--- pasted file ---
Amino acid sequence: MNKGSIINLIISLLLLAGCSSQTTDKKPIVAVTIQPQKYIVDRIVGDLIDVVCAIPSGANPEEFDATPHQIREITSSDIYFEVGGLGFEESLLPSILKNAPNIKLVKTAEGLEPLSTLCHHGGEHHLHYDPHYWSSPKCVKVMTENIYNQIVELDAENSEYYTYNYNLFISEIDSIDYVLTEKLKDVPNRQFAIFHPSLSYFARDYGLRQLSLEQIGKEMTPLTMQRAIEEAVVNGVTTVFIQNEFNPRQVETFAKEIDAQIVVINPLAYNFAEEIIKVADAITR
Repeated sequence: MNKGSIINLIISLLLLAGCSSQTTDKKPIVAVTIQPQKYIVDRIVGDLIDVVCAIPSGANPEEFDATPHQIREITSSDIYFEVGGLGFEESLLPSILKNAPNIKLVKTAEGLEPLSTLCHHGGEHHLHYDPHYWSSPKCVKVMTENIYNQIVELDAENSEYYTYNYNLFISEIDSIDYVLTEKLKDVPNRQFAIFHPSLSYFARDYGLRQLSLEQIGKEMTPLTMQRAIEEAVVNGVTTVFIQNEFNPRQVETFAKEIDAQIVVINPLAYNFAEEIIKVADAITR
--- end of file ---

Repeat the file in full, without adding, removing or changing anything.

Amino acid sequence: MNKGSIINLIISLLLLAGCSSQTTDKKPIVAVTIQPQKYIVDRIVGDLIDVVCAIPSGANPEEFDATPHQIREITSSDIYFEVGGLGFEESLLPSILKNAPNIKLVKTAEGLEPLSTLCHHGGEHHLHYDPHYWSSPKCVKVMTENIYNQIVELDAENSEYYTYNYNLFISEIDSIDYVLTEKLKDVPNRQFAIFHPSLSYFARDYGLRQLSLEQIGKEMTPLTMQRAIEEAVVNGVTTVFIQNEFNPRQVETFAKEIDAQIVVINPLAYNFAEEIIKVADAITR
Repeated sequence: MNKGSIINLIISLLLLAGCSSQTTDKKPIVAVTIQPQKYIVDRIVGDLIDVVCAIPSGANPEEFDATPHQIREITSSDIYFEVGGLGFEESLLPSILKNAPNIKLVKTAEGLEPLSTLCHHGGEHHLHYDPHYWSSPKCVKVMTENIYNQIVELDAENSEYYTYNYNLFISEIDSIDYVLTEKLKDVPNRQFAIFHPSLSYFARDYGLRQLSLEQIGKEMTPLTMQRAIEEAVVNGVTTVFIQNEFNPRQVETFAKEIDAQIVVINPLAYNFAEEIIKVADAITR